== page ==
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As Economy Struggles, More Get Federal Disability Benefits

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Disabled workers in New Jersey receiving federal benefits have increased nearly 40 percent in a decade, part of a nationwide surge in people leaving the work force for disability aid.

The Social Security Administration recently said the disability trust fund will be depleted by 2016.

"The recession is a large part of it. It lasted so long that people got discouraged," said Richard Perniciaro, director of Atlantic Cape Community College's Center for Regional and Business Research. "You read all kinds of accounts of the long-term unemployed who won't go back to work after age 55. They test the waters with disability."

And more worker conditions now count as disabled, at least under the revised definitions of the law, Perniciaro said.

"We've gotten much more in tune with medical disabilities. We've accepted more and more of it through the Affordable Care Act," he said.

The surge in benefits has prompted increased scrutiny, and Brigantine resident Craige Werner, 28, said he is afraid disabled workers will face an unfair public backlash. Werner has muscular dystrophy and uses a ventilator to help him breathe. He receives $720 per month in federal disability benefits and relies on family and his girlfriend for daily help at his Brigantine home.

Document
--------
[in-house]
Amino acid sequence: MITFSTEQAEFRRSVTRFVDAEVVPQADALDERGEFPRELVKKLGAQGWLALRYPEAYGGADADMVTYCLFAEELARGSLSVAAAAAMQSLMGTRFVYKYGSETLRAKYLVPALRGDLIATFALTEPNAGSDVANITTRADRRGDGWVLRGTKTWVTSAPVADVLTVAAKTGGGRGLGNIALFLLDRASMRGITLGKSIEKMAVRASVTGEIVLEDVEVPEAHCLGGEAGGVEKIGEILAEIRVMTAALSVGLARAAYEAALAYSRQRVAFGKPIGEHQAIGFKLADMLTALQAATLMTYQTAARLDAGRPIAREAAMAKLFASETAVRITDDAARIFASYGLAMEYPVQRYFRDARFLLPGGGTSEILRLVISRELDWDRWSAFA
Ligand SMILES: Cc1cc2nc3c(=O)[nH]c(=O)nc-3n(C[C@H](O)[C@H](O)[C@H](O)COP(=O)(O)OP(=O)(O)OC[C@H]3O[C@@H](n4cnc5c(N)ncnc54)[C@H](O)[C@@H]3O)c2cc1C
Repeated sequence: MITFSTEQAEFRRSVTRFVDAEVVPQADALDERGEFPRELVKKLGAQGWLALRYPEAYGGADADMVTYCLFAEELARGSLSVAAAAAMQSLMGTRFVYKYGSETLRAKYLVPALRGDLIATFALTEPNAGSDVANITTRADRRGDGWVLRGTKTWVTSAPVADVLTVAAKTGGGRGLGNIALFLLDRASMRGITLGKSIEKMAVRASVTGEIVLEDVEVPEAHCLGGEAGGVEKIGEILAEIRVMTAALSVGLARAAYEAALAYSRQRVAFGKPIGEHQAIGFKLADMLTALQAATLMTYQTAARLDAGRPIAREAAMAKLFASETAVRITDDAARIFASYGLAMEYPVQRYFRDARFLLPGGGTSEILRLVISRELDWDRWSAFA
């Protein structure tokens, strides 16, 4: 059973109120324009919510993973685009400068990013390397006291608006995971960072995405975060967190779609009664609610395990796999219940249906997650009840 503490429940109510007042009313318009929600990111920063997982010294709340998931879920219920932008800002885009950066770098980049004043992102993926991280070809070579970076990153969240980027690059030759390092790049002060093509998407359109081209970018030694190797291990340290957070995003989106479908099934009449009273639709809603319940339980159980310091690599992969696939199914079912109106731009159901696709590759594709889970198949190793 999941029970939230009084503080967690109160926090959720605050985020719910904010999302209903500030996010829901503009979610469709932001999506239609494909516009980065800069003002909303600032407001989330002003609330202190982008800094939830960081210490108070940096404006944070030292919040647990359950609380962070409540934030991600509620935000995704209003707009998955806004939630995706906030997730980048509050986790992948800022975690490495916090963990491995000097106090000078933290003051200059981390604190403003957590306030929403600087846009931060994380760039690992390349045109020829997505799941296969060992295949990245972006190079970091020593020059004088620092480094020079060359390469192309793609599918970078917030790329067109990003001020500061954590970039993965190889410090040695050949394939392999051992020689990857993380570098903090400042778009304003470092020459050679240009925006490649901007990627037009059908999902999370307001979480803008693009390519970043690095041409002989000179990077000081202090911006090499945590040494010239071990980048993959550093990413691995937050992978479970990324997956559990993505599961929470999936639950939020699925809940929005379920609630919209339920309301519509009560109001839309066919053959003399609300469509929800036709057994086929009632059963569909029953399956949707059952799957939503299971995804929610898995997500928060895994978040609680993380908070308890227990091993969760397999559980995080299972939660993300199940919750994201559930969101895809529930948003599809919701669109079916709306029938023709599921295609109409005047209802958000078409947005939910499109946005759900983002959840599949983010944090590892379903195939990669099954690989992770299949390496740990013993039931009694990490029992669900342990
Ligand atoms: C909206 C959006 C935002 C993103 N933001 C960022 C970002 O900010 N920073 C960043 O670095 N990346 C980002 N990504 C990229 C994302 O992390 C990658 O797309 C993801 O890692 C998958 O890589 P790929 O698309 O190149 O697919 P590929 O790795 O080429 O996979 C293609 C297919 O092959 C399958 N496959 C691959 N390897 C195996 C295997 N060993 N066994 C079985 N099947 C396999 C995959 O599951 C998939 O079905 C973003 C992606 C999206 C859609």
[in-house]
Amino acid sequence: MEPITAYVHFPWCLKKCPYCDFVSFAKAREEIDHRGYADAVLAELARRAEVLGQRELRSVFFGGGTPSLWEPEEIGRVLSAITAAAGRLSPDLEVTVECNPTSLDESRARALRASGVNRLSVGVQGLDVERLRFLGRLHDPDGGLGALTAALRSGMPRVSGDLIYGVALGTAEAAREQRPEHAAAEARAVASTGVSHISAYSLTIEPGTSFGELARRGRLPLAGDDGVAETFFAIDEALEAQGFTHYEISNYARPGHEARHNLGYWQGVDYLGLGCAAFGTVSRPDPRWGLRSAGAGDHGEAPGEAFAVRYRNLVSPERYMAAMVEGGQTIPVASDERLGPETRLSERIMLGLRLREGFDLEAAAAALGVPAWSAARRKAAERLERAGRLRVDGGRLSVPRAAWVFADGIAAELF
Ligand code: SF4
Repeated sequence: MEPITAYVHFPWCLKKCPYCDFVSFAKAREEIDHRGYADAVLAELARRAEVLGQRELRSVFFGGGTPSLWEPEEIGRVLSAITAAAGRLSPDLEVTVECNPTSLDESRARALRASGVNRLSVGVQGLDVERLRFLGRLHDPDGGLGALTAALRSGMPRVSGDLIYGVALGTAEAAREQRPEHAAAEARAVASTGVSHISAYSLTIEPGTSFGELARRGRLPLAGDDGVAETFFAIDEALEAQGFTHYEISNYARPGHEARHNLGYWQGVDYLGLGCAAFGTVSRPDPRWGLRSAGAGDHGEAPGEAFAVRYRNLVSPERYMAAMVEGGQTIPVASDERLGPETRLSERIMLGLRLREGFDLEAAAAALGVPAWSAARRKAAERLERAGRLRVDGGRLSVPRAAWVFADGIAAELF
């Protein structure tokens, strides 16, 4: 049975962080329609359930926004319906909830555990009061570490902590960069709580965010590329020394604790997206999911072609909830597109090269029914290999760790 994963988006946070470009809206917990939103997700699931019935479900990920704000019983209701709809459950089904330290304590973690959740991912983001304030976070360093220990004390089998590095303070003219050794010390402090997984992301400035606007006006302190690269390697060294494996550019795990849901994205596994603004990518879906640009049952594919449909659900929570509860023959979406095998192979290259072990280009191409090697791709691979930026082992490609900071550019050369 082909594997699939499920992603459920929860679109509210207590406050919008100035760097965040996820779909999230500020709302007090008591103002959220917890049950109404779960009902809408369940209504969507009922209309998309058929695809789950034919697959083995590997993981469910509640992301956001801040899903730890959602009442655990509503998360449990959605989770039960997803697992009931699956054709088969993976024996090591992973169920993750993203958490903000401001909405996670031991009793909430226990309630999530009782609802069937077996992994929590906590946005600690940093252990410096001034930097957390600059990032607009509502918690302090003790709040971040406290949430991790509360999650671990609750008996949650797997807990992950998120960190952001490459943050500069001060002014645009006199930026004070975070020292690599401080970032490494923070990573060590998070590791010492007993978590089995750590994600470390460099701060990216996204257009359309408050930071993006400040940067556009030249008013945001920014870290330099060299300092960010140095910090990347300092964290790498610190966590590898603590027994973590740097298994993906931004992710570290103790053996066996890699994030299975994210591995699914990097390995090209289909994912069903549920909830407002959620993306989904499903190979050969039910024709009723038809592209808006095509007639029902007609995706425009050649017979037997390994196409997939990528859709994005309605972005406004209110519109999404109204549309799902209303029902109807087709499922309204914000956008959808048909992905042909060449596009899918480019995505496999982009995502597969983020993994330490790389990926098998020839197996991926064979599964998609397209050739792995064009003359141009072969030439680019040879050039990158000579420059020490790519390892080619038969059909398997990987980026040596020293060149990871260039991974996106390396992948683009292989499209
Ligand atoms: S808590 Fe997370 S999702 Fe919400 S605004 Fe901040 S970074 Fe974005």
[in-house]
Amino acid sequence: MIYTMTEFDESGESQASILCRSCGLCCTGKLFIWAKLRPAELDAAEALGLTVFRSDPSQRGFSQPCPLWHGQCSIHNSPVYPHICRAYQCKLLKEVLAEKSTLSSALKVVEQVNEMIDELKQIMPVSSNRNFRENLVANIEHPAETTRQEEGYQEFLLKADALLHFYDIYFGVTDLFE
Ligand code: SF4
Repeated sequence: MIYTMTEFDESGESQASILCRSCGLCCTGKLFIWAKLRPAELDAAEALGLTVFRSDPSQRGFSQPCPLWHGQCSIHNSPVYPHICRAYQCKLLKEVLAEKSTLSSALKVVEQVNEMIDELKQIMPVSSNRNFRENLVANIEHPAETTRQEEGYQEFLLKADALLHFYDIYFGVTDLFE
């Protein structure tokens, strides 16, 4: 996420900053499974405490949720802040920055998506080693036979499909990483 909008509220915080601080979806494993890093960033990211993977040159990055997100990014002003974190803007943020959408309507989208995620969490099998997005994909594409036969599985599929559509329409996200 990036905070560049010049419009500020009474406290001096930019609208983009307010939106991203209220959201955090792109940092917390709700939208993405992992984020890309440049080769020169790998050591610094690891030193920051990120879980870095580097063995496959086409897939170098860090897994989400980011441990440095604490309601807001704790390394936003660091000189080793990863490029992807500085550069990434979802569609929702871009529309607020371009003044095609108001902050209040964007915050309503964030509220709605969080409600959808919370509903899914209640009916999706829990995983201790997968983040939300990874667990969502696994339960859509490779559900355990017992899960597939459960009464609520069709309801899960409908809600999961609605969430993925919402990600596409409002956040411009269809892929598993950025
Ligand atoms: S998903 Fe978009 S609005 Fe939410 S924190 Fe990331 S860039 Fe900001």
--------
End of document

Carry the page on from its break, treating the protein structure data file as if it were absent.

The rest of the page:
Werner said he doubts large numbers of unemployed workers in New Jersey are using phantom injuries or illnesses to get fraudulent disability benefits. The application process, in his experience, is rigorous and thorough.

"It's a small minority of people who commit fraud that people hear about," he said. "There is fraud. Any time you're dealing with any program like this, there's going to be some amount of fraud."

The Office of Inspector General launched 31 investigations of disability fraud in New Jersey between October and March, but ended up ceasing benefits in just three cases, saving $270,375.

A bigger national problem, the agency found, was inefficient termination of benefits once a medical review determines injured or sick workers are well enough to work again. In nearly 1 in 3 cases audited from 2005 to 2010, workers continued to receive benefits two months or more after a periodic medical review cleared them to return to work.

The Social Security Administration approved 76,983 disability applications nationwide in April, bringing the total disabled receiving federal aid to an all-time high of 12 million people.